Booklicious: The World's Greatest Bookshops

December 14, 2010


What do you do when it's less than 20 degrees outside? I imagine being somewhere far, far away (and preferably warmer). Cue Lonely Planet's list of the world's best bookshops. Here are three of their top 10 - you can check out the rest here.  

1. City Lights Books, San Francisco, U.S.
Lawrence Ferlinghetti’s City Lights Books is still one of the world’s coolest bookshops, almost 60 years after it opened for bohemian business. Having been a meeting point for American literary icons, from beat writers like Jack Kerouac and Allen Ginsberg onwards, it’s still central to the city’s vibrant cultural scene. As well as three floors of tomes, including those published by City Lights, the shop offers weekly readings and events. More than the nearby Beat Museum, this is the place to feel the boho buzz that once inspired Kerouac et al to drive across America to the Bay Area.

2. Librería El Ateneo Grand Splendid, Buenos Aires, Argentina
It’s grand, it’s splendid, it’s a strong contender to be the world’s most beautiful bookshop. Occupying a 1920s theatre in downtown Buenos Aires, El Ateneo has kept the sumptuous auditorium’s original furnishings – and added books. Beneath the painted ceiling, shelves have been built into the spectator balconies. When you’ve finished gawping at the ornate carvings and it’s time to put finger to page, the former theatre boxes are now intimate reading rooms. There’s a cafe on the stage, between red velvet curtains, and the final firework in the literary spectacle is the round-the-clock opening hours.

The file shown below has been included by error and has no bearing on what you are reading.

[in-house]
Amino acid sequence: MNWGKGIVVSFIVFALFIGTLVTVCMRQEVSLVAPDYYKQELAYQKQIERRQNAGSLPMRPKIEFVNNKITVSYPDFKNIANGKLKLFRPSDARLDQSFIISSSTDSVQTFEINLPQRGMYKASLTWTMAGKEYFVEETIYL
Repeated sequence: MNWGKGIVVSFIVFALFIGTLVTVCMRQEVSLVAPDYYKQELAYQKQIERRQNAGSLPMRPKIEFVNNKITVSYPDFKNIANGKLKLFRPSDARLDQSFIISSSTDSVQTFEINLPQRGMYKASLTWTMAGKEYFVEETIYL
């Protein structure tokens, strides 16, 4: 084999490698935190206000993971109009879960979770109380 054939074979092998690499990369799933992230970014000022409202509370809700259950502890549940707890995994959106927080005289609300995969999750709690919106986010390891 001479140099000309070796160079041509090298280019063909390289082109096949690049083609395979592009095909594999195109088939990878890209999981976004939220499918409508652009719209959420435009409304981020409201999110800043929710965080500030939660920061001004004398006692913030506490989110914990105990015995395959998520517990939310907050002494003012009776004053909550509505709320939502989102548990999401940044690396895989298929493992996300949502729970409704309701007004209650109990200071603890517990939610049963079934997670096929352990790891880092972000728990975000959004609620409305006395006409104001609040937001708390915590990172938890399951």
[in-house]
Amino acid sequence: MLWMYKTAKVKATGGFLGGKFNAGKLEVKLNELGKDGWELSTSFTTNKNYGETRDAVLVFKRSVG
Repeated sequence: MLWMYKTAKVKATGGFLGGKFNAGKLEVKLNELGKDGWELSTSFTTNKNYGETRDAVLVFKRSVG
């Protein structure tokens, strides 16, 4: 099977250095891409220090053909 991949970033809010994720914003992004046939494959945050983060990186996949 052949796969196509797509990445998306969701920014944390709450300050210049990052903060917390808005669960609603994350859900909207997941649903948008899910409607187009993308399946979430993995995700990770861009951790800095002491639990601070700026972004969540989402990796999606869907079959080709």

Librería El Ateneo Grand Splendid is located on the south side of Ave Santa Fe, 50m west of Ave Callao.

3. Livraria Lello, Porto, Portugal
A little over 100 years old, this art nouveau gem in Portugal’s second city remains one of the world’s most stunning shops – perhaps of any kind. Competing for attention with the books are wrap-around, neo-Gothic shelves, featuring panels carved with Portuguese literary figures. A track, used by the staff for transporting stock in a cart, leads from the entrance to the lolloping red staircase, which winds up to the first floor like an exotic flower. Books are available in English as well as Portuguese, and there’s a small cafe upstairs beneath the stained-glass skylight.

You can continue the Art Nouveau tour of Porto at Café Majestic and streets such as Rua Galeria de Paris.


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